The congressionally sanctioned National Day of Prayer — this Thursday, May 7 — is more ludicrous than ever in a time of a pandemic. Fortunately, we now have a reasoned alternative.
House Resolution 947 has, laudably, been introduced in Congress by four members of the Congressional Freethought Caucus for the purpose of “expressing support for the designation of May 7, 2020, as a ‘National Day of Reason’ and recognizing the central importance of reason in the betterment of humanity.” (If you wish to urge your representative to support this resolution, please click here.)
A federal statute for an annual National Day of Prayer was first passed by Congress in 1952 at the direct suggestion of the Rev. Billy Graham, for the purpose of bringing “the Lord Jesus Christ” to the nation. The statute requires the president to issue a prayer proclamation on the first Thursday every May, calling on citizens to “turn to God in prayer and meditation at churches, in groups, and as individuals.” Since 1989, the National Day of Prayer Task Force, formerly housed in the fundamentalist Christian Focus on the Family’s headquarters, has composed draft proclamations with a yearly theme and scripture verse.
With all that is going on around us, 2020’s theme is little more than a bad joke, as can be discerned from a recent press release that the National Religious Broadcasters has issued. “This year’s theme, ‘Pray God’s Glory Across the Earth,’ is based on Habakkuk 2:14, which states, ‘For the earth will be filled with the knowledge of the glory of the Lord as the waters cover the sea,’” it states.
FFRF Co-President Dan Barker has shredded this notion in a recent blog.
“That unintentionally tragic-comic phrase was selected many months ago, before the glory of the virus was parading across the Earth, before the prickly irony would have been apparent,” wrote Barker. “And yet, people will continue to pray, hoping that maybe this time God will keep his promise.”
As Barker pointed out in his blog, we’ve already had a National Day of Prayer this year (on March 15, via a presidential tweet) with no discernible effect on the pandemic toll.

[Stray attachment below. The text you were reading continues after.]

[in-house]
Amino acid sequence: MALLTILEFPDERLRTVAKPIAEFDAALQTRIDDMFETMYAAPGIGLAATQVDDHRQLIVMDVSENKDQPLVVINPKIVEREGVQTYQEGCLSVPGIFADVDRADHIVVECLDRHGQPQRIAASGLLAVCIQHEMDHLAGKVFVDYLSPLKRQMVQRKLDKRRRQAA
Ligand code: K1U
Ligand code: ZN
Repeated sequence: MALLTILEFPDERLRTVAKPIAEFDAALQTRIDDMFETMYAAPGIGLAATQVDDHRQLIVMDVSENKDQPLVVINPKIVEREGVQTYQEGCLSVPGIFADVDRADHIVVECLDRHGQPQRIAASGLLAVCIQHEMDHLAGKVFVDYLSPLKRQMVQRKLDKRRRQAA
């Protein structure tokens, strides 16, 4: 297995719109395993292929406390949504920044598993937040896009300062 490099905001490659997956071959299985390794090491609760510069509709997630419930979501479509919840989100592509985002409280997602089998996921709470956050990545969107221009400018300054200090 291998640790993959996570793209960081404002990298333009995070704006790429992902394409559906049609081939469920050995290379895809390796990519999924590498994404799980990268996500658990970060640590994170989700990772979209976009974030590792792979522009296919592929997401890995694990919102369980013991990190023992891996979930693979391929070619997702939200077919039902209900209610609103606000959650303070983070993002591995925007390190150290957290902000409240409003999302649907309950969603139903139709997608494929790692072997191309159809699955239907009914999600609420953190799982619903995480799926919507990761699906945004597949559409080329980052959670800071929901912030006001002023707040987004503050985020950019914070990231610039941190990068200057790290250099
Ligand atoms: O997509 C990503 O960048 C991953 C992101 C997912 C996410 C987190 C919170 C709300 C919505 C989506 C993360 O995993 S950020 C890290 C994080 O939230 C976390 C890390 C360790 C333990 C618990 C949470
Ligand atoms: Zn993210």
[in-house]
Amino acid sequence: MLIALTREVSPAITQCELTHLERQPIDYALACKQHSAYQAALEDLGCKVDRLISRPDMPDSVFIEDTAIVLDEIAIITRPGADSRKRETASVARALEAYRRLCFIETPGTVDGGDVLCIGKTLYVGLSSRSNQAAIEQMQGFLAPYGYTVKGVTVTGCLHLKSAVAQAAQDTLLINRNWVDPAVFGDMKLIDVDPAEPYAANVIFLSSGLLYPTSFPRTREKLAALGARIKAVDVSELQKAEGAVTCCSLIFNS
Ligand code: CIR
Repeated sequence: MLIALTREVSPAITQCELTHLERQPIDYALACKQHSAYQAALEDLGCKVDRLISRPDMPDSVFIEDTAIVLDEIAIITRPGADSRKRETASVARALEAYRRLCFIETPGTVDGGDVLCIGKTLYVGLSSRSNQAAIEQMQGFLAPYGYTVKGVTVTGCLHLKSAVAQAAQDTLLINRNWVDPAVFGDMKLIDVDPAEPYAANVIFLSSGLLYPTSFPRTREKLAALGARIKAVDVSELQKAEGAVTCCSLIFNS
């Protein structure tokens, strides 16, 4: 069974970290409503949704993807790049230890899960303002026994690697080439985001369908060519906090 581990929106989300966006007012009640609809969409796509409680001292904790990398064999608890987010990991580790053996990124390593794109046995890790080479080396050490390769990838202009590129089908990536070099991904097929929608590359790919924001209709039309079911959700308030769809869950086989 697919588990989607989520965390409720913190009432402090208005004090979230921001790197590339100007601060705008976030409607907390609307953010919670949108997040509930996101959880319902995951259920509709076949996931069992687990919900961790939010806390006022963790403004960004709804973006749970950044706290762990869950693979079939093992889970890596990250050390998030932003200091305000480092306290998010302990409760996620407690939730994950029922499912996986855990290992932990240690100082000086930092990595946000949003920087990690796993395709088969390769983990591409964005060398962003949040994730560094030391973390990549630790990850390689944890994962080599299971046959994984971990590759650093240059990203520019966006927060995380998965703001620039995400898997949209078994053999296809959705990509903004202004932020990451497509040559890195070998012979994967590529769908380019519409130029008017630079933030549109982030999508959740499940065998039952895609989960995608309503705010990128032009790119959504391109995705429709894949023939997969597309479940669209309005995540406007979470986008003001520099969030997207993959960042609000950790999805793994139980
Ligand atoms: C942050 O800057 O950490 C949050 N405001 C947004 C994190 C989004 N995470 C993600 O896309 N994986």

“A month later there were more than 30,000 known deaths,” Barker wrote. “A week after that it approached 50,000. The sad statistic will be greater by the time you read this. Christian families are not being spared. Prayer is making no difference. In fact, the reluctance of some pastors to close their sanctuaries — trusting that Jesus meant what he promised — most certainly has increased the risk of infection among churchgoers.”
Regardless, the evangelicals are going ahead with full enthusiasm in their observance of the National Day of Prayer — even if with a modified plan.
“Due to the coronavirus crisis and resulting economic shutdown, this year’s National Day of Prayer will not be canceled or postponed — but will look very different from years past,” states the press release from the National Religious Broadcasters. “This year, in addition to virtual events being held in communities across the nation such as the one being hosted by the Presidential Prayer Team, The National Day of Prayer National Observance Broadcast will take place on May 7 from 8 p.m. to 10 p.m. ET.”
The Freedom From Religion Foundation thanks the congressional sponsors of the “National Day of Reason” resolution — introduced by U.S. Rep. Jamie Raskin and co-sponsored by U.S. Reps. Jared Huffman, Eleanor Holmes Norton and Jerry McNerney — which eloquently reads (in part):
Whereas irrationality, magical thinking, and superstition have undermined the national effort to combat the COVID–19 pandemic, and reason is fundamental to creating an effective coordinated response to beat the virus involving the federal government, the states, and the scientific and medical communities;
Whereas America’s Founders insisted upon the primacy of reason and knowledge in public life, and drafted the Constitution to prevent official establishment of religion and to protect freedom of thought, speech, and inquiry in civil society; …
and Whereas, May 7, 2020, would be an appropriate date to designate as a “National Day of Reason”:
Now, therefore, be it resolved, that the House of Representatives — (1) supports the designation of a “National Day of Reason”; and (2) encourages all citizens, residents, and visitors to join in observing this day and focusing on the central importance of reason, critical thought, the scientific method, and free inquiry to resolving social problems and promoting the welfare of humankind.
Finally, here’s a resolution that all right-minded people can get behind — offering a rational way out of our current quandary. We need more reason and less prayer in the country; a National Day of Reason, not a National Day of Prayer.